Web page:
John Crowe Ransom (30 April 1888 - 3 July 1974 / Pulaski Tennessee)
Twirling your blue skirts, travelling the sward
Under the towers of your seminary,
Go listen to your teachers old and contrary
Without believing a word.
Tie the white fillets then about your hair
And think no more of what will come to pass
Than bluebirds that go walking on the grass
And chattering on the air.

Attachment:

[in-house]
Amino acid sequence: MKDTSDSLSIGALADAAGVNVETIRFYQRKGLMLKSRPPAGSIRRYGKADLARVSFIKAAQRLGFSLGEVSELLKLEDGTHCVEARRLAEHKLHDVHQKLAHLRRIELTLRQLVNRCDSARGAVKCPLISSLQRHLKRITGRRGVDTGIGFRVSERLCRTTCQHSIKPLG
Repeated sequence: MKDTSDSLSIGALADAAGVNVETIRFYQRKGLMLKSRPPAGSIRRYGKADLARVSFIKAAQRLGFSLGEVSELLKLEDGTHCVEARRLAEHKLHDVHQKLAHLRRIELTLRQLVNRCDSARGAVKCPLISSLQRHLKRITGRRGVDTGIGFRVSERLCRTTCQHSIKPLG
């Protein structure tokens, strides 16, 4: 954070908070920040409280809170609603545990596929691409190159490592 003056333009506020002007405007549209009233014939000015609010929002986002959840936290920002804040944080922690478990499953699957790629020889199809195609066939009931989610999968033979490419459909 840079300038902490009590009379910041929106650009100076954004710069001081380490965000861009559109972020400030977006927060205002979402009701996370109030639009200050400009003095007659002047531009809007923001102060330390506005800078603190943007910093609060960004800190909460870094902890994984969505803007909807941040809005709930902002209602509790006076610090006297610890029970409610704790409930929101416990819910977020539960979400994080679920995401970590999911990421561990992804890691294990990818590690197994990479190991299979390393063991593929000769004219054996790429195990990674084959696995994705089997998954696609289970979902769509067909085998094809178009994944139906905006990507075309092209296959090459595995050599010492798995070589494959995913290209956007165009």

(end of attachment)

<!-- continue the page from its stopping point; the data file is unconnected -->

Practice your beauty, blue girls, before it fail;
And I will cry with my loud lips and publish
Beauty which all our power shall never establish,
It is so frail.
For I could tell you a story which is true;
I know a woman with a terrible tongue,
Blear eyes fallen from blue,
All her perfections tarnished -- yet it is not long
Since she was lovelier than any of you.
Comments about this poem (Blue Girls by John Crowe Ransom )
Top 500 Poems
The Road Not Taken
If You Forget Me
Still I Rise
Edgar Allan Poe
William Ernest Henley
Stopping by Woods on a Snowy Evening
I Know Why The Caged Bird Sings